This film might be a great update to an iconic horror franchise on its own, but I’m more so interested in director Nia DaCosta’s career moving forward. Can’t stress that enough.
A pseudo-sequel/reboot/refresh of the 90s horror series of the same name, Candyman is all about artistic expression and how a centuries-old boogeyman factors into a world that proves to be far more terrifying than it initially seems. Following visual artist, Anthony McCoy (Yahya Abdul-Mateen II), as he fights to find inspiration in an industry that’s threatening to leave him behind, Anthony is pulled into the path of an urban legend that’s only ever spoken about in hushed tones, one that squarely sets his sights on Anthony the longer he digs into Candyman’s tortured history. Grabbing hold of Anthony’s psyche as he unravels at the seams, Candyman starts to ruthlessly murder and maim the people around him, and as the body count begins to rise, Anthony realizes he’s going to need to face personal demons sooner rather than later, or risk being consumed by the literal one stalking his every waking moment.
Right off the bat, it’s clear this movie was in good hands. Directed by a relative newcomer, Nia DaCosta, the look and feel of this film is spot on nearly from the get-go. With a twisted and brilliant sense of cinematography and a first act that slowly but surely gives audiences a foreboding and tension-filled take on a genre that often loses itself in gory spectacles and jump scares, Candyman immediately proves to be the movie that the original film wanted to be, while simultaneously bringing its scares and social commentary to a new generation of fans.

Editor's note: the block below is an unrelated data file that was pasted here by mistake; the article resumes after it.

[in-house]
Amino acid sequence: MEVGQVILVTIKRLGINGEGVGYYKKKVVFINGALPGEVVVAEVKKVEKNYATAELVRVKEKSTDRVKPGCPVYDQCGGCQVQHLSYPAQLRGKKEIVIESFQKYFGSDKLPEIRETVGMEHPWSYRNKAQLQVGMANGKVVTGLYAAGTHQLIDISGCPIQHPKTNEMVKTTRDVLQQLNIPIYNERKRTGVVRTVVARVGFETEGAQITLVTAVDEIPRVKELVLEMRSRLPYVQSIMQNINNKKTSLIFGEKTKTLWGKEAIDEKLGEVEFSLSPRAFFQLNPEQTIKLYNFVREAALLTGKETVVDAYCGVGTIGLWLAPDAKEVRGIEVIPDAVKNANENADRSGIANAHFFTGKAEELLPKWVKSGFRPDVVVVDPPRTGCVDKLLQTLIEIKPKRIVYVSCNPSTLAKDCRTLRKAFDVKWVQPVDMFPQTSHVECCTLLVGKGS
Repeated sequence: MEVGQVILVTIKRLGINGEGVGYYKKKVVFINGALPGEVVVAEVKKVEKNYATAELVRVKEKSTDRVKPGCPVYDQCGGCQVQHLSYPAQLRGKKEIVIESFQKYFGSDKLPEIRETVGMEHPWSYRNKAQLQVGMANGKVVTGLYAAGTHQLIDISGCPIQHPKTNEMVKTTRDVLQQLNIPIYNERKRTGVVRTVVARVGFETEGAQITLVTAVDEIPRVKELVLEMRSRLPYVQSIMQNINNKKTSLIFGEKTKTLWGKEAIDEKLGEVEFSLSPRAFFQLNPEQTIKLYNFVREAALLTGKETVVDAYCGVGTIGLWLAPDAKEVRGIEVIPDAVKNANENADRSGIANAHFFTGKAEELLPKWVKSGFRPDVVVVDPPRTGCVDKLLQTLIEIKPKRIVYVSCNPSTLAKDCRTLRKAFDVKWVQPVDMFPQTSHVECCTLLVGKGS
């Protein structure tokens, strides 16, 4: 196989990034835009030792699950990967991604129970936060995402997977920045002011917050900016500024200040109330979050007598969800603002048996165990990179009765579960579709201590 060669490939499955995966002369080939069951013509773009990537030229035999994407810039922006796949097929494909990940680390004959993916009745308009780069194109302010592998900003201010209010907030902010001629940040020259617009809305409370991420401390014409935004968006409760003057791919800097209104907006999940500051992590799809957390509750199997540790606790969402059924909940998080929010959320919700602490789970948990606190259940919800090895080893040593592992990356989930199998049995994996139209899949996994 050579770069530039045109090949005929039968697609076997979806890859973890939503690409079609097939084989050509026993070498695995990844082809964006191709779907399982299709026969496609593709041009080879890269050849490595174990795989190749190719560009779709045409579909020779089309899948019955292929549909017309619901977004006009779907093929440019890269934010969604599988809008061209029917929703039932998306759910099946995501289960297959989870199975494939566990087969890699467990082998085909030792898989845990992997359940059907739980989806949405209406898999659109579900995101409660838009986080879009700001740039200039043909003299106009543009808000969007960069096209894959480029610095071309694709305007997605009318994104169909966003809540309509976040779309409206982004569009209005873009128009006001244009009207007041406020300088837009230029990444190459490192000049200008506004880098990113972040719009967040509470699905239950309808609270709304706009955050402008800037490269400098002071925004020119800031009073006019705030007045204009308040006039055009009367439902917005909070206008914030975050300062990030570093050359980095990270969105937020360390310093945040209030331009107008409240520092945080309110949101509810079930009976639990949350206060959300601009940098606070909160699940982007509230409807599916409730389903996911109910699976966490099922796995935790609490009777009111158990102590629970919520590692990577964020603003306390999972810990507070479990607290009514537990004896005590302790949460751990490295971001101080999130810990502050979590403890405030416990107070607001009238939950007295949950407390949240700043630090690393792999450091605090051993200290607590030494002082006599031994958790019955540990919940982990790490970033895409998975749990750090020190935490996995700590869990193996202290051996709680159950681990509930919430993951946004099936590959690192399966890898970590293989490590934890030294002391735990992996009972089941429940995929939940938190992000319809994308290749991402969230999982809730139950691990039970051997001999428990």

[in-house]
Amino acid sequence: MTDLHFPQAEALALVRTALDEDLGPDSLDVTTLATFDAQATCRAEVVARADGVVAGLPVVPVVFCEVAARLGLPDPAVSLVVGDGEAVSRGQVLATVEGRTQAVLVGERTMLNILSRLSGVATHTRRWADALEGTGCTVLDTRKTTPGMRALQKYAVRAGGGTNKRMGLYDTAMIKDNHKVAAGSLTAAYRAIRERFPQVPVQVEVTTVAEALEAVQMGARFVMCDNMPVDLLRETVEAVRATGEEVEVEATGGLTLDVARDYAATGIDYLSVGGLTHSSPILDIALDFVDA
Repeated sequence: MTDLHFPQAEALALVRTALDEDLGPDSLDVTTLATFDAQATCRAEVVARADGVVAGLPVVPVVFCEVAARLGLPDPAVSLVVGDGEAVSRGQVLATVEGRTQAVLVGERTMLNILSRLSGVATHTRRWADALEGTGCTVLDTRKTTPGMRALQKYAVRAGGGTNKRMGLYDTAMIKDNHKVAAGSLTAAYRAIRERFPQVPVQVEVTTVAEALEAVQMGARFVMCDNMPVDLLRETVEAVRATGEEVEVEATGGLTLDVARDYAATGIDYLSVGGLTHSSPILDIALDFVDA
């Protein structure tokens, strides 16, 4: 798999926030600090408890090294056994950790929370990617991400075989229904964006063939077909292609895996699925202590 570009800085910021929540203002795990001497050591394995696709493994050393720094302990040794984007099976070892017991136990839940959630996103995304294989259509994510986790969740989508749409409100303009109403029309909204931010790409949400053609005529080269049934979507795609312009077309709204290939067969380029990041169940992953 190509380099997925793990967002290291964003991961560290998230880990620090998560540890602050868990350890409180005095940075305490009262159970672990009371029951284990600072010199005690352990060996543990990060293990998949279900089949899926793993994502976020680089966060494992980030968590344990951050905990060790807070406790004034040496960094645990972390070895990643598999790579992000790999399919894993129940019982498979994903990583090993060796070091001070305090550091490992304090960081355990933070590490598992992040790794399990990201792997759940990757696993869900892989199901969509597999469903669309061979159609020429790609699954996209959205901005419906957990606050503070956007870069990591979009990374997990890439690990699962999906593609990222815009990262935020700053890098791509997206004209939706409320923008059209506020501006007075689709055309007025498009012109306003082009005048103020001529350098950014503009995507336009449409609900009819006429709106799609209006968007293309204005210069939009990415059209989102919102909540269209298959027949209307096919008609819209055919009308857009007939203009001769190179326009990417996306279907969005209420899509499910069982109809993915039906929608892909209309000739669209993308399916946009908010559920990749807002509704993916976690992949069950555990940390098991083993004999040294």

Admittedly losing a slight bit of steam after its fantastic first act, the overall quality of the filmmaking, performances, and care for what came before makes Candyman a slick horror film that takes itself seriously. Piggy-backing on the original film’s focus on the legend of Candyman and how it lends itself to the grand tapestry of the experiences shared by communities that are usually shunned by society as a whole, the filmmakers have come up with some great mythology to add to the already interesting idea of what Candyman is and give fans a solid follow-up and intriguing look into what collective horror looks like.
Other than some slight missteps when it comes to the progression of the script and a few on the nose social commentary elements that feel a bit forced (though the general intent of them is welcome), the special effects range from disgustingly brutal to head-scratchingly mediocre, luckily never falling below a quality level that I would call “bad” or even “average.” Chock full of blood and gore and even some body horror elements that would make David Cronenberg blush, Candyman feels like a step up for the horror genre, much like producer Jordan Peele’s Get Out and Us, giving fans of the franchise something to get excited about at every turn, while also leaving them wanting more.
All that being said, it can’t be denied that this film has a few flaws that lessen the overall experience ever so slightly. Mostly stemming from a handful of cliches that more or less have plagued the horror genre since its inception — i.e. dialogue issues, “dumb” and unrealistic character choices and actions, jump scares, etc etc — this film’s missteps leaves its solid script flailing in the wind whenever such a cliche pops up, luckily never feeling as apparent as they could have been, no doubt due to DaCosta’s solid direction. Still, these issues are valid enough that I can’t give them a pass, and while they are most definitely annoying to see, they aren’t bad enough that they ruin the experience.
Directed superbly by DaCosta in a way that makes me super excited to see what she’ll come up with next, Candyman is a movie that successfully builds off of what came before while blazing its path in a genre that needs some new blood. And while it most definitely falls to some well-worn horror cliches more than once, I’m hoping director Nia DaCosta can continue along this path of scares and thrills, because as it stands now, she should not only most helm a Candyman sequel, but also give Hollywood a taste of what else might be lurking within her twisted and creative mind.